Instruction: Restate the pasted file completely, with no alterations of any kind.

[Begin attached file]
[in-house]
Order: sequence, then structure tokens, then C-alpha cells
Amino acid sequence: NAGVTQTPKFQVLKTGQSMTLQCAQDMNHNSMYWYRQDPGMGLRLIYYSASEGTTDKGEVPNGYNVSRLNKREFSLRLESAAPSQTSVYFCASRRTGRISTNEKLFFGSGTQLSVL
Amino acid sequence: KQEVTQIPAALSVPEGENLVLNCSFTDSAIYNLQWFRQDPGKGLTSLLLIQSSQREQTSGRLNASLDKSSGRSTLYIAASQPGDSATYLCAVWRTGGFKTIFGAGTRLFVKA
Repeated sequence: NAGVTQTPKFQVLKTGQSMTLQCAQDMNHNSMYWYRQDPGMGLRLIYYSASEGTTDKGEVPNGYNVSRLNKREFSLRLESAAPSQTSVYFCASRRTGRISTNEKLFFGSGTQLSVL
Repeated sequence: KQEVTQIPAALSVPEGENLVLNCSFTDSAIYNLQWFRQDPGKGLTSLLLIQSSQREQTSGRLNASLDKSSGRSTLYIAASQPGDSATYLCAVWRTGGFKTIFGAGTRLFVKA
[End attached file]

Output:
[in-house]
Order: sequence, then structure tokens, then C-alpha cells
Amino acid sequence: NAGVTQTPKFQVLKTGQSMTLQCAQDMNHNSMYWYRQDPGMGLRLIYYSASEGTTDKGEVPNGYNVSRLNKREFSLRLESAAPSQTSVYFCASRRTGRISTNEKLFFGSGTQLSVL
Amino acid sequence: KQEVTQIPAALSVPEGENLVLNCSFTDSAIYNLQWFRQDPGKGLTSLLLIQSSQREQTSGRLNASLDKSSGRSTLYIAASQPGDSATYLCAVWRTGGFKTIFGAGTRLFVKA
Repeated sequence: NAGVTQTPKFQVLKTGQSMTLQCAQDMNHNSMYWYRQDPGMGLRLIYYSASEGTTDKGEVPNGYNVSRLNKREFSLRLESAAPSQTSVYFCASRRTGRISTNEKLFFGSGTQLSVL
Repeated sequence: KQEVTQIPAALSVPEGENLVLNCSFTDSAIYNLQWFRQDPGKGLTSLLLIQSSQREQTSGRLNASLDKSSGRSTLYIAASQPGDSATYLCAVWRTGGFKTIFGAGTRLFVKA